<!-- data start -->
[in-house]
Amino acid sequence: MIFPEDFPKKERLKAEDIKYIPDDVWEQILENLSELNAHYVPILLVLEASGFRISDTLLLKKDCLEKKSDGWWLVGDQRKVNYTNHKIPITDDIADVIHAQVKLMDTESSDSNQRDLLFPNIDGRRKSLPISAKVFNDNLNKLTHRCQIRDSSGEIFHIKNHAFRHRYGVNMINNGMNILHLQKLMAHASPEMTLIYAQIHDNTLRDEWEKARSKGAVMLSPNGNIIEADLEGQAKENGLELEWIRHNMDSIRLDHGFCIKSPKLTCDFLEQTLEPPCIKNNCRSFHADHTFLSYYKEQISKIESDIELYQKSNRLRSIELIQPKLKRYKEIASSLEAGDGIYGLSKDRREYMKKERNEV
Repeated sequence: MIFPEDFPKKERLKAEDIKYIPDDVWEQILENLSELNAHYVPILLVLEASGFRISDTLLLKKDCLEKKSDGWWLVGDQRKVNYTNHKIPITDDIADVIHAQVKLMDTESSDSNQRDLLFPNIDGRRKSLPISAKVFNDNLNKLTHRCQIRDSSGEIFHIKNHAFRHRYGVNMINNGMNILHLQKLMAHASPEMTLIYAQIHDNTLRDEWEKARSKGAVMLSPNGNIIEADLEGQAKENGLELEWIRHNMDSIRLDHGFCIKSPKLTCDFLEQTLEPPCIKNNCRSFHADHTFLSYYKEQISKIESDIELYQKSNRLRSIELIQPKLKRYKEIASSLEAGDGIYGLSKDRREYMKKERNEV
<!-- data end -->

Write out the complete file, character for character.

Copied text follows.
[in-house]
Amino acid sequence: MIFPEDFPKKERLKAEDIKYIPDDVWEQILENLSELNAHYVPILLVLEASGFRISDTLLLKKDCLEKKSDGWWLVGDQRKVNYTNHKIPITDDIADVIHAQVKLMDTESSDSNQRDLLFPNIDGRRKSLPISAKVFNDNLNKLTHRCQIRDSSGEIFHIKNHAFRHRYGVNMINNGMNILHLQKLMAHASPEMTLIYAQIHDNTLRDEWEKARSKGAVMLSPNGNIIEADLEGQAKENGLELEWIRHNMDSIRLDHGFCIKSPKLTCDFLEQTLEPPCIKNNCRSFHADHTFLSYYKEQISKIESDIELYQKSNRLRSIELIQPKLKRYKEIASSLEAGDGIYGLSKDRREYMKKERNEV
Repeated sequence: MIFPEDFPKKERLKAEDIKYIPDDVWEQILENLSELNAHYVPILLVLEASGFRISDTLLLKKDCLEKKSDGWWLVGDQRKVNYTNHKIPITDDIADVIHAQVKLMDTESSDSNQRDLLFPNIDGRRKSLPISAKVFNDNLNKLTHRCQIRDSSGEIFHIKNHAFRHRYGVNMINNGMNILHLQKLMAHASPEMTLIYAQIHDNTLRDEWEKARSKGAVMLSPNGNIIEADLEGQAKENGLELEWIRHNMDSIRLDHGFCIKSPKLTCDFLEQTLEPPCIKNNCRSFHADHTFLSYYKEQISKIESDIELYQKSNRLRSIELIQPKLKRYKEIASSLEAGDGIYGLSKDRREYMKKERNEV